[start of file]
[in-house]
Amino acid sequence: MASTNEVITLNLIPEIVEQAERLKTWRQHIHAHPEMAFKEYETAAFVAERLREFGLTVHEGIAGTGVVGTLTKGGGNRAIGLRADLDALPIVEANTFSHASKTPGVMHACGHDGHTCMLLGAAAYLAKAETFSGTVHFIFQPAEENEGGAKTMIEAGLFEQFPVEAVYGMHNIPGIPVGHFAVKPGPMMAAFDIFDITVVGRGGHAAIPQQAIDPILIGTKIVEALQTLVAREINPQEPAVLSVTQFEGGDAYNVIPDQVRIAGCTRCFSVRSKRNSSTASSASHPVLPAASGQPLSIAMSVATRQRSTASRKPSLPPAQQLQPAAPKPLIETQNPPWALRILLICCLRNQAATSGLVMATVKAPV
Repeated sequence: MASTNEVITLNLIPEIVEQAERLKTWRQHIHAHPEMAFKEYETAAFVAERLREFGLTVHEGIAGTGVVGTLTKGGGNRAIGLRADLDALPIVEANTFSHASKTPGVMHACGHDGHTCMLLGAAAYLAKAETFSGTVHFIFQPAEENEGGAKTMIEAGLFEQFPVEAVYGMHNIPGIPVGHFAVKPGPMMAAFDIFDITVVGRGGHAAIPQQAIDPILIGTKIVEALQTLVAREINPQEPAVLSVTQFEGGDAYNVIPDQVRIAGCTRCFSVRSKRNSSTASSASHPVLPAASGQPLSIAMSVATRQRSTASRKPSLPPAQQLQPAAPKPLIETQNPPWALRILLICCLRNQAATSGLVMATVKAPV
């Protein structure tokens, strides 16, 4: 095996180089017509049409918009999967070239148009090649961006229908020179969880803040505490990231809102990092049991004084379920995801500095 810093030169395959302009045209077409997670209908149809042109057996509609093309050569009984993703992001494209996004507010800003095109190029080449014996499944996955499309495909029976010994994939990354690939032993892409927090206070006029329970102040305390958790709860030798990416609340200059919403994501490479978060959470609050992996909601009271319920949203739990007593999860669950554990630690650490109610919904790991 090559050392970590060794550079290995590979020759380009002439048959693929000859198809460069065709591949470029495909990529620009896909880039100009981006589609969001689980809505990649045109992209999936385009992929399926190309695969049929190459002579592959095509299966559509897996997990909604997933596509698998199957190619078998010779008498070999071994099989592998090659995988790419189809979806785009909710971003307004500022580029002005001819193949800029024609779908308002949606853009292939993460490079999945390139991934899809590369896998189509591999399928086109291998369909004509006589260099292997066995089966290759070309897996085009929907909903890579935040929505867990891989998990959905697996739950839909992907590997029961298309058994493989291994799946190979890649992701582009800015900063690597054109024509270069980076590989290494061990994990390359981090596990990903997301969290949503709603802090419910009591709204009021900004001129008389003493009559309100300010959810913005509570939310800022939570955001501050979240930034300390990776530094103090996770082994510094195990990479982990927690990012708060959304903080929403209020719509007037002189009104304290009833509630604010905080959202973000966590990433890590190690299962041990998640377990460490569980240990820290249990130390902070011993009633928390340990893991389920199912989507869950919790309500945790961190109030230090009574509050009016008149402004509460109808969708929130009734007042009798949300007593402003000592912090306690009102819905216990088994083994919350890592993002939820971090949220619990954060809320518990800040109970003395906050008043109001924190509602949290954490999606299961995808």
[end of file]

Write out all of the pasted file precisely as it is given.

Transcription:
[in-house]
Amino acid sequence: MASTNEVITLNLIPEIVEQAERLKTWRQHIHAHPEMAFKEYETAAFVAERLREFGLTVHEGIAGTGVVGTLTKGGGNRAIGLRADLDALPIVEANTFSHASKTPGVMHACGHDGHTCMLLGAAAYLAKAETFSGTVHFIFQPAEENEGGAKTMIEAGLFEQFPVEAVYGMHNIPGIPVGHFAVKPGPMMAAFDIFDITVVGRGGHAAIPQQAIDPILIGTKIVEALQTLVAREINPQEPAVLSVTQFEGGDAYNVIPDQVRIAGCTRCFSVRSKRNSSTASSASHPVLPAASGQPLSIAMSVATRQRSTASRKPSLPPAQQLQPAAPKPLIETQNPPWALRILLICCLRNQAATSGLVMATVKAPV
Repeated sequence: MASTNEVITLNLIPEIVEQAERLKTWRQHIHAHPEMAFKEYETAAFVAERLREFGLTVHEGIAGTGVVGTLTKGGGNRAIGLRADLDALPIVEANTFSHASKTPGVMHACGHDGHTCMLLGAAAYLAKAETFSGTVHFIFQPAEENEGGAKTMIEAGLFEQFPVEAVYGMHNIPGIPVGHFAVKPGPMMAAFDIFDITVVGRGGHAAIPQQAIDPILIGTKIVEALQTLVAREINPQEPAVLSVTQFEGGDAYNVIPDQVRIAGCTRCFSVRSKRNSSTASSASHPVLPAASGQPLSIAMSVATRQRSTASRKPSLPPAQQLQPAAPKPLIETQNPPWALRILLICCLRNQAATSGLVMATVKAPV
């Protein structure tokens, strides 16, 4: 095996180089017509049409918009999967070239148009090649961006229908020179969880803040505490990231809102990092049991004084379920995801500095 810093030169395959302009045209077409997670209908149809042109057996509609093309050569009984993703992001494209996004507010800003095109190029080449014996499944996955499309495909029976010994994939990354690939032993892409927090206070006029329970102040305390958790709860030798990416609340200059919403994501490479978060959470609050992996909601009271319920949203739990007593999860669950554990630690650490109610919904790991 090559050392970590060794550079290995590979020759380009002439048959693929000859198809460069065709591949470029495909990529620009896909880039100009981006589609969001689980809505990649045109992209999936385009992929399926190309695969049929190459002579592959095509299966559509897996997990909604997933596509698998199957190619078998010779008498070999071994099989592998090659995988790419189809979806785009909710971003307004500022580029002005001819193949800029024609779908308002949606853009292939993460490079999945390139991934899809590369896998189509591999399928086109291998369909004509006589260099292997066995089966290759070309897996085009929907909903890579935040929505867990891989998990959905697996739950839909992907590997029961298309058994493989291994799946190979890649992701582009800015900063690597054109024509270069980076590989290494061990994990390359981090596990990903997301969290949503709603802090419910009591709204009021900004001129008389003493009559309100300010959810913005509570939310800022939570955001501050979240930034300390990776530094103090996770082994510094195990990479982990927690990012708060959304903080929403209020719509007037002189009104304290009833509630604010905080959202973000966590990433890590190690299962041990998640377990460490569980240990820290249990130390902070011993009633928390340990893991389920199912989507869950919790309500945790961190109030230090009574509050009016008149402004509460109808969708929130009734007042009798949300007593402003000592912090306690009102819905216990088994083994919350890592993002939820971090949220619990954060809320518990800040109970003395906050008043109001924190509602949290954490999606299961995808």